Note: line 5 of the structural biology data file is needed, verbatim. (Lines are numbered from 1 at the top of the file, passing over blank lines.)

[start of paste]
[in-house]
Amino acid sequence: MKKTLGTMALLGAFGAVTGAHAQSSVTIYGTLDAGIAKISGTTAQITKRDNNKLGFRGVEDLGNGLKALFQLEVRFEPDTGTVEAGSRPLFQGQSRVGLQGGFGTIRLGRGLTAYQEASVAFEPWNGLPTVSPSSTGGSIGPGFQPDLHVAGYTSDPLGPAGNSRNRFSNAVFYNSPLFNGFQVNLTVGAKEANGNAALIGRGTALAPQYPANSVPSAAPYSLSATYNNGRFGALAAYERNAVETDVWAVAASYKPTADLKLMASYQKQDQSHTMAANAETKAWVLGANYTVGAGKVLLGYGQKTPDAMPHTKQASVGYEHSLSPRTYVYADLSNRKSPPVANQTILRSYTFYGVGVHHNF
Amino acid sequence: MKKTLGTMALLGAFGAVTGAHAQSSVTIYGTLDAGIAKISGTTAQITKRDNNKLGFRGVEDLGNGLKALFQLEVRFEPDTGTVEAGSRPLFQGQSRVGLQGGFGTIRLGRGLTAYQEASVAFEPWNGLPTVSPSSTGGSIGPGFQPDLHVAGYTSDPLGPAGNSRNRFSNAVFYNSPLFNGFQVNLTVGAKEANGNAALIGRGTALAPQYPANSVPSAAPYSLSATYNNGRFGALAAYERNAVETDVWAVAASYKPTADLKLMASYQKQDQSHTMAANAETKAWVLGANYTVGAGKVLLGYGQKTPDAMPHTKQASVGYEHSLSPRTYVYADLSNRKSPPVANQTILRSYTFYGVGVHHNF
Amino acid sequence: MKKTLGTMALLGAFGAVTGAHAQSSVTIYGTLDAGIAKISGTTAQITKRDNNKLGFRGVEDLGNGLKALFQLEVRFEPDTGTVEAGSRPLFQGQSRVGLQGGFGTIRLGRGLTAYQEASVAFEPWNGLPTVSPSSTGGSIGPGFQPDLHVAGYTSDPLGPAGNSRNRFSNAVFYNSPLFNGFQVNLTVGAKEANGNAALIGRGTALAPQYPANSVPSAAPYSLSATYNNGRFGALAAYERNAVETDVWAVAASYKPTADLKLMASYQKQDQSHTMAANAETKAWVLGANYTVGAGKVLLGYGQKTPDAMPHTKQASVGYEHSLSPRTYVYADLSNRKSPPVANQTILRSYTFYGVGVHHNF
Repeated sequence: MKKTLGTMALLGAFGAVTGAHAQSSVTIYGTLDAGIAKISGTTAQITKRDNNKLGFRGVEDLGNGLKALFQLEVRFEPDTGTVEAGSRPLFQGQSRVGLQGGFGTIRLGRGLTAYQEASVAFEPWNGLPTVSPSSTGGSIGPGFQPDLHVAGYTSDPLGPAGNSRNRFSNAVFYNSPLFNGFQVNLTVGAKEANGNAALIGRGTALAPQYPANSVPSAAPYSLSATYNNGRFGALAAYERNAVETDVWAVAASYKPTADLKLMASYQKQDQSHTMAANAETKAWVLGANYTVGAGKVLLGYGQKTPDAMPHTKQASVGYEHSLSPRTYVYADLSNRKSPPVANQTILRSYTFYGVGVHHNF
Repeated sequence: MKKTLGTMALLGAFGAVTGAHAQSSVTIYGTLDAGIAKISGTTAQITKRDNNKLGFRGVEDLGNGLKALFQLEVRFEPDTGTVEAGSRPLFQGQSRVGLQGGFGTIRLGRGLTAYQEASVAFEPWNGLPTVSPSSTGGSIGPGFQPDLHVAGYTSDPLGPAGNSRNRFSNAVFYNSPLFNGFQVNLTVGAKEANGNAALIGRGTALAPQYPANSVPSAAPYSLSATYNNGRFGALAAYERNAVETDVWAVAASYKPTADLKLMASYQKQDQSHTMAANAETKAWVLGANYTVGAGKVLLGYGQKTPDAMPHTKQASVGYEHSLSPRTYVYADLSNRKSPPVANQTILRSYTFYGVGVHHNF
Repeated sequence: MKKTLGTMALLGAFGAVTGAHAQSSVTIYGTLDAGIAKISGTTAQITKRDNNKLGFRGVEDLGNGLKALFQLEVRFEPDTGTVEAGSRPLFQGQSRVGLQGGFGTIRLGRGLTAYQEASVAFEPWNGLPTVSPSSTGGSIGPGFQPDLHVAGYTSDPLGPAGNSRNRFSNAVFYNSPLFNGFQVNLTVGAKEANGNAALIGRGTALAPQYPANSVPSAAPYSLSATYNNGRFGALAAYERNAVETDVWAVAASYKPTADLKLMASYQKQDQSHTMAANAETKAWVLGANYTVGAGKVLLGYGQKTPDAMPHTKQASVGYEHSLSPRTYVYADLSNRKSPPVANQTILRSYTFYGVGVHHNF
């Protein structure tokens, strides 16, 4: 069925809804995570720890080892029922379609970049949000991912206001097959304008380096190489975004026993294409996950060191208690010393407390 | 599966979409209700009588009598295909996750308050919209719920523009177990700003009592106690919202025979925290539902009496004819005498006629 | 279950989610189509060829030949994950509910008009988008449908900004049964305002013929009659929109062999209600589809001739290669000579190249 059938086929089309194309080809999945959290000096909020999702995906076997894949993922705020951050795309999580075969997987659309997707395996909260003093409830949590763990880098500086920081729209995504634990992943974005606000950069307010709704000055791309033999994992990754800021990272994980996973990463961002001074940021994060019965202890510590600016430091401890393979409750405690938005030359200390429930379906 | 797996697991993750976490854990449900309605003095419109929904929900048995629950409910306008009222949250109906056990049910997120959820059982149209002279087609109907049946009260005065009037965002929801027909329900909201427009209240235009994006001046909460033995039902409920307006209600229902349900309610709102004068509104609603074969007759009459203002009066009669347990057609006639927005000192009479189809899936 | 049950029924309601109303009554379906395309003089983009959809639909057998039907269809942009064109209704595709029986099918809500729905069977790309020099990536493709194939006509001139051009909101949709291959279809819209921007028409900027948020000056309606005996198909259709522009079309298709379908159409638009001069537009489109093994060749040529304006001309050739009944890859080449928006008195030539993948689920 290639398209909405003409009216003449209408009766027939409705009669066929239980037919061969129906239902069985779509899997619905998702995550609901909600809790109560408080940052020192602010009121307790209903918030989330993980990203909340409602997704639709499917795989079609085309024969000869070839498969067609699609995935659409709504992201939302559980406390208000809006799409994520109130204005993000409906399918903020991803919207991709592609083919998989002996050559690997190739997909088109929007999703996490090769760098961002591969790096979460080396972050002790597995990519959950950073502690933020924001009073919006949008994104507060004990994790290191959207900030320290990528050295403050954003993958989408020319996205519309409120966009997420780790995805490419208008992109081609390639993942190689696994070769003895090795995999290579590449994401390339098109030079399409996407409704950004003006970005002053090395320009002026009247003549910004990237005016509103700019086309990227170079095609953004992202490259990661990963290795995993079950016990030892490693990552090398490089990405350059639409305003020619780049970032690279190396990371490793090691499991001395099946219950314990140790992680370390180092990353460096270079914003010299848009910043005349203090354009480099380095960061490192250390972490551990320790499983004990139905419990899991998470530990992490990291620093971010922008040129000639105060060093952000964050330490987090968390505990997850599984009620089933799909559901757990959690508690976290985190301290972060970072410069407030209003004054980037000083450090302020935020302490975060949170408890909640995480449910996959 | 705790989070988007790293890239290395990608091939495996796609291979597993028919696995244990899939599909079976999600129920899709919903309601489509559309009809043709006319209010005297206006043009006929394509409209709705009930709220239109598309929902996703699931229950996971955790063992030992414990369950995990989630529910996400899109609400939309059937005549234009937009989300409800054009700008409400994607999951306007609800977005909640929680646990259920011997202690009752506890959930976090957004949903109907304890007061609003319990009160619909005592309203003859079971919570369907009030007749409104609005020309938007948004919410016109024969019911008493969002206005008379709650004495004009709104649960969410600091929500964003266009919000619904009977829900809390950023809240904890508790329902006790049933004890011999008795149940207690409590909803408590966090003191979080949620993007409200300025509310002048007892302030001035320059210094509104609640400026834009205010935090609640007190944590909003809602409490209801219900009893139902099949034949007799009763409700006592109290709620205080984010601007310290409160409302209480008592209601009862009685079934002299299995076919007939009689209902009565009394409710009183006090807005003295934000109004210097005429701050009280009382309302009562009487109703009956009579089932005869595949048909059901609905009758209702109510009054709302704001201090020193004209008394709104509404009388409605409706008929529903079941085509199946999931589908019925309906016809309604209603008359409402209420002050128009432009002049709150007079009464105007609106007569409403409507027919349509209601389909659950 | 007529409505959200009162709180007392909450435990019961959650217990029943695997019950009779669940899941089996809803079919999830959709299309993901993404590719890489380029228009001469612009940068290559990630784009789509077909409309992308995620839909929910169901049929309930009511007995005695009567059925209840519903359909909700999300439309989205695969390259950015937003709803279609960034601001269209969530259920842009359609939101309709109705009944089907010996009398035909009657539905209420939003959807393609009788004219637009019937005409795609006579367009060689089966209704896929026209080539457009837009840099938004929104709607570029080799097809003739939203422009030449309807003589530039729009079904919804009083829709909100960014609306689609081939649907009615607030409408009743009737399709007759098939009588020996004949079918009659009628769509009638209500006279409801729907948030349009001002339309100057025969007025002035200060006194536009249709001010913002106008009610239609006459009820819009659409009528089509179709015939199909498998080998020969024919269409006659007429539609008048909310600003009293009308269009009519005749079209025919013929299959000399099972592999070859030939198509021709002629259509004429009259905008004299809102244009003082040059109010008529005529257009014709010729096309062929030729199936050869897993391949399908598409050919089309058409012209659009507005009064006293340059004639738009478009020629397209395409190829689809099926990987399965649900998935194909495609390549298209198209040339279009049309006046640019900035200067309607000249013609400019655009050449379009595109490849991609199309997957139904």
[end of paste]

Repeated sequence: MKKTLGTMALLGAFGAVTGAHAQSSVTIYGTLDAGIAKISGTTAQITKRDNNKLGFRGVEDLGNGLKALFQLEVRFEPDTGTVEAGSRPLFQGQSRVGLQGGFGTIRLGRGLTAYQEASVAFEPWNGLPTVSPSSTGGSIGPGFQPDLHVAGYTSDPLGPAGNSRNRFSNAVFYNSPLFNGFQVNLTVGAKEANGNAALIGRGTALAPQYPANSVPSAAPYSLSATYNNGRFGALAAYERNAVETDVWAVAASYKPTADLKLMASYQKQDQSHTMAANAETKAWVLGANYTVGAGKVLLGYGQKTPDAMPHTKQASVGYEHSLSPRTYVYADLSNRKSPPVANQTILRSYTFYGVGVHHNF